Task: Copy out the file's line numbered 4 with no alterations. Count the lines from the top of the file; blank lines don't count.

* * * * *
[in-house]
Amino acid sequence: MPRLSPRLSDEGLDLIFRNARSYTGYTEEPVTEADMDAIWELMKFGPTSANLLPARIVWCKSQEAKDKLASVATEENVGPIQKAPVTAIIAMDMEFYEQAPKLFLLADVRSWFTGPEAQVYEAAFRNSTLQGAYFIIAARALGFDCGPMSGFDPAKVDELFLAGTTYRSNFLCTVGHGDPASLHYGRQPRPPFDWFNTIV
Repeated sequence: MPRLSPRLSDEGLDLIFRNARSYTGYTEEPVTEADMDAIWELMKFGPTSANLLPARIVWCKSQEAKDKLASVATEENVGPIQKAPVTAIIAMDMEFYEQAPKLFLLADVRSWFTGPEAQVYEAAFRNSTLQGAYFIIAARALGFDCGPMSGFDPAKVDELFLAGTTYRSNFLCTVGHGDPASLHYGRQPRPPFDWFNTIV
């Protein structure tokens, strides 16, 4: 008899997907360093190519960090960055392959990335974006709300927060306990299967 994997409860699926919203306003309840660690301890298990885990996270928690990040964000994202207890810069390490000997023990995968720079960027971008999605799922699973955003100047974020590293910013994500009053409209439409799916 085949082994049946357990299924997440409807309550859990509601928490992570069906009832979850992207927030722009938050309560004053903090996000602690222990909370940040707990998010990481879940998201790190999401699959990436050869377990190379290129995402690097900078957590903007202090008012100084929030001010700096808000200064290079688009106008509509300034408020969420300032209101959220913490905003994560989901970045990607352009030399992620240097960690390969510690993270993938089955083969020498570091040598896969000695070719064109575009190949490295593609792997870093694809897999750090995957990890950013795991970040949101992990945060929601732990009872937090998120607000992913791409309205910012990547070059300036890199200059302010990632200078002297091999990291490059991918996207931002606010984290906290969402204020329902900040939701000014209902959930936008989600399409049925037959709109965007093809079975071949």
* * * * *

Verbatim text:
């Protein structure tokens, strides 16, 4: 008899997907360093190519960090960055392959990335974006709300927060306990299967 994997409860699926919203306003309840660690301890298990885990996270928690990040964000994202207890810069390490000997023990995968720079960027971008999605799922699973955003100047974020590293910013994500009053409209439409799916 085949082994049946357990299924997440409807309550859990509601928490992570069906009832979850992207927030722009938050309560004053903090996000602690222990909370940040707990998010990481879940998201790190999401699959990436050869377990190379290129995402690097900078957590903007202090008012100084929030001010700096808000200064290079688009106008509509300034408020969420300032209101959220913490905003994560989901970045990607352009030399992620240097960690390969510690993270993938089955083969020498570091040598896969000695070719064109575009190949490295593609792997870093694809897999750090995957990890950013795991970040949101992990945060929601732990009872937090998120607000992913791409309205910012990547070059300036890199200059302010990632200078002297091999990291490059991918996207931002606010984290906290969402204020329902900040939701000014209902959930936008989600399409049925037959709109965007093809079975071949």